Wish to apply for project funding? The Regional District of Kootenay Boundary is now accepting project proposals for CIP/AAP funding for Area B, Beaver Valley (Villages of Montrose & Fruitvale, Area A), City of Trail, Village of Warfield and City of Rossland. Application forms and guidelines are available: • RDKB offices at Montrose, Trail, Warfield and Rossland • Email stoupin@rdkb.com • Online at: rdkb.com or cbt.org/cipaap.

Look up and live Whether you’re doing exterior renovations, pruning trees, or clearing snow off your roof, don’t risk making contact with overhead power lines. Always keep 3 metres (10 feet) away from overhead power lines. In an emergency, call FortisBC at 1-866-436-7847 or 911. For more information on electrical safety, visit fortisbc.com/safetytips. FortisBC uses the FortisBC name and logo under license from Fortis Inc. (15-269.12 1/2016)

For more information about preparing your project proposal call Sharon Toupin at 1.250.368.9148. Regional District of Kootenay Boundary 202 – 843 Rossland Avenue, Trail, B.C. V1R 4S8 Ph: 250.368.9148 Fx: 250.368.3990 www.rdkb.com

Apply by 4:00 p.m., Friday, March 18, 2016. Late applications will not be eligible for consideration. All applications must be submitted to the Regional District Kootenay Boundary, Trail Office. A PROGRAM OF


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Thursday, January 28, 2016 Rossland News

January 28 - 31 th

st

Winter Coats, 20% OFF Sweaters, and

Winter Accessories (from Jan. 28th - Feb. 1st) REVIVED • RENEWED • RECYCLED FASHION WITH A SORTED HISTORY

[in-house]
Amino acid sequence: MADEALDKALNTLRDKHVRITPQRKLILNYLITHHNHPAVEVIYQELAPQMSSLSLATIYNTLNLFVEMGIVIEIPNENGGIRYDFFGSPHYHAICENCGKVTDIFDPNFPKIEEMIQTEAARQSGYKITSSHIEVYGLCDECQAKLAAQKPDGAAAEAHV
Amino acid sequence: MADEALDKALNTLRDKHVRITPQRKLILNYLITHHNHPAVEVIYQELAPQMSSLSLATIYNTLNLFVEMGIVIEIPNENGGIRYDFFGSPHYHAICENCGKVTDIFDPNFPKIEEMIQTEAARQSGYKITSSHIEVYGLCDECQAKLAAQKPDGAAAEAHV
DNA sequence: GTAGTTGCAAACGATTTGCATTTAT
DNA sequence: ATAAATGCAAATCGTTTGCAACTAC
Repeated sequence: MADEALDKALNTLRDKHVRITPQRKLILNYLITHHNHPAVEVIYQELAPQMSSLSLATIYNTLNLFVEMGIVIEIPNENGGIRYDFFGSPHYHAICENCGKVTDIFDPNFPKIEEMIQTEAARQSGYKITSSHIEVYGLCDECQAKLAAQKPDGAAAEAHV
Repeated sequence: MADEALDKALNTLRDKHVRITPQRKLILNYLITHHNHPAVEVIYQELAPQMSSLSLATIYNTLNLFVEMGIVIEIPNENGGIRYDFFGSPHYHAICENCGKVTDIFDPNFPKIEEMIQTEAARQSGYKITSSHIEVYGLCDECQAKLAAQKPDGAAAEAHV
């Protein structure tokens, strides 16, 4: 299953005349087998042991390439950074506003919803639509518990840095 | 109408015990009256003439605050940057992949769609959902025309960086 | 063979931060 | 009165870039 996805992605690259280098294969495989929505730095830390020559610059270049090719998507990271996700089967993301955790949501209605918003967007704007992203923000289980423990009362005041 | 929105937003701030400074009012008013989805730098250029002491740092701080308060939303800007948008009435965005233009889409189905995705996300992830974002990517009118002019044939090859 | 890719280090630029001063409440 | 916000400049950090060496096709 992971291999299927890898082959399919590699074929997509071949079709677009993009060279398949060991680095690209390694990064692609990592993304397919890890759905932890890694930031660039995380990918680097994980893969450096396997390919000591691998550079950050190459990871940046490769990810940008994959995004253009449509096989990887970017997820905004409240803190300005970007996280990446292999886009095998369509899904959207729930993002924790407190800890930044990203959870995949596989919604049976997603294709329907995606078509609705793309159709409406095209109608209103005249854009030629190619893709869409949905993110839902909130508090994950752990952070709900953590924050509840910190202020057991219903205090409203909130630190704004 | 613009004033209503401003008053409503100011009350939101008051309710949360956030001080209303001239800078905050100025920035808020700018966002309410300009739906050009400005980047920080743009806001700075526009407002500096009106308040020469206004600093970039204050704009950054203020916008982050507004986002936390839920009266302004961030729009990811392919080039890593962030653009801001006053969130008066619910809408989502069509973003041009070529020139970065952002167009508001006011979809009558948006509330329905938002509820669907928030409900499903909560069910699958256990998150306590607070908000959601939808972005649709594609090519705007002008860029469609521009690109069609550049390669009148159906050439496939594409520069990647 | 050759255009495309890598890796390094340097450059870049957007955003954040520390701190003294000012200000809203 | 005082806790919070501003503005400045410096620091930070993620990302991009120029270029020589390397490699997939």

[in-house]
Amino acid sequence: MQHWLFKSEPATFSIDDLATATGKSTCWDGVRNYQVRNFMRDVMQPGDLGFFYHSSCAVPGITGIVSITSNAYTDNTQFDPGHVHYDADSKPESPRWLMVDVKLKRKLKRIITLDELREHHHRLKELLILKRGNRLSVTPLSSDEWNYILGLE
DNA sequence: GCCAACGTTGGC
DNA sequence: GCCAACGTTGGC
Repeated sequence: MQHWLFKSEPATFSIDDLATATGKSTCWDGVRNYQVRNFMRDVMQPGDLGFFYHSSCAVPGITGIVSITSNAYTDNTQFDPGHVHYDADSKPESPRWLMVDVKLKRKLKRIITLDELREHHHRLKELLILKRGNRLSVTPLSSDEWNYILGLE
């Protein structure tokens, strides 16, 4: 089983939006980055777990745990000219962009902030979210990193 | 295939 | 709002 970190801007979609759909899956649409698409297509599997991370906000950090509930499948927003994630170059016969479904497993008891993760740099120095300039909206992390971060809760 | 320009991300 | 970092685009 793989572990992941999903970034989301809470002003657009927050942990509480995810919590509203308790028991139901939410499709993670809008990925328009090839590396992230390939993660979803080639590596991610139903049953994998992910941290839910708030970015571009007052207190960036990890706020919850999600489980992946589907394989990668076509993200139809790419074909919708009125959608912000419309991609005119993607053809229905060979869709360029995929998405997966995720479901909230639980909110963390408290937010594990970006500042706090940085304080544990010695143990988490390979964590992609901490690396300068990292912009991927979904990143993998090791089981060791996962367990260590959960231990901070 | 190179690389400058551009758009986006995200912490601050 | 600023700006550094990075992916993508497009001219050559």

(250) 231-8024 2012 COLUMBIA AVE, ROSSLAND

HAVE A FUN WINTER CARNIVAL!

See you at the

Firefighters Pancake Breakfast Saturday, January 30 Starting at 7:30 a.m. at the Firehall

Trail & Castlegar www.integratire.com

Celebrating 118 years of Winter Carnival!

rosslandnews.com A7

Rossland Winter Carnival 2016 Since 1898

Schedule subject to change

Celebrating our 1st Winter Carnival!

Rossland News Thursday, January 28, 2016

2016 ROSSLAND WINTER CARNIVAL SCHEDULE OF EVENTS ALL WEEkEND

FRIDAY

SATURDAY

• Tuesday, Wednesday & Thursday the world famous professional carving team from Slocan Snow Sculptures will be creating spectacular snow sculptures downtown and an amazing kids’ double slide at the library

• 10:00 am - 8:00 pm Rossland Public Library - Visit the Kids’ double slide and view the snow sculpture in the yard.

• 7:30-10:00 am Firefighters Pancake Breakfast. Located at the fire hall on 2nd Ave - $5 • 8:00 am Golden Bear Children’s Centre (2058 Spokane St) will be hosting a hot beverage stand at bottom of the bobsled course

• Blizzard Music Festival presenting great music all weekend. Tickets and 3 day passes to all musical events www. blizzardmusicfest.com

• 10:00 am - 2:00pm Fat Bike Demo at the base of RED Mountain Resort. Helmets required. Free but CC and Driver’s License required as a deposit on the bike. Minors must have a parent’s or guardian’s signature on the waiver. Contact Revolution Cycle (250) 362-5688

• Free Ice Skating at Washington & 4th Ave open to the public all weekend weather permitting

• 1:00 pm King of the Mountain Race - Ski, telemark & snow board at RED Mountain Resort $20 registration 12:00 pm

• 9:30 am GOAT FM and JUICE FM presents The Sonny Samuelson Bobsled Race down Spokane St. kelly@adventureengine. com. Award presentation 1:30 pm at Olaus Ice Palace (Queen & Columbia) Rossland Beer Company will present beer glasses to the bobsled champs.

• 1:00 - 3:00 pm Learn to Luge at RED Mountain Resort. Helmets, snow boots and waivers mandatory $10 Registration at the course.

• 1:00 - 3:00 pm Learn to Luge at RED Mountain Resort. Helmets, snow boots and waivers mandatory $10. Registration at the course. • 2:00 - 6:00 pm RMM Winter Farmer’s Market at the Miner’s Hall (1765 Columbia Ave) Join us for all your local shopping under one roof - fresh food, handmade goods and live music. • 6:00 pm Blizzard Music Festival presents Brett Nelson and Steph Cameron (7:00 pm) at The Alpine Grind (2104 Columbia Ave) • 6:00 - 9:00 pm RED Mountain Resort Family Fun Night. Free night skiing and boarding on T-Bar & Carpet (must obtain free pass) fire pit, marshmallow roasting and hot chocolate, tobogganing (bring your own), kids’ arts and crafts and movies in the day lodge. Cafeteria open for food services.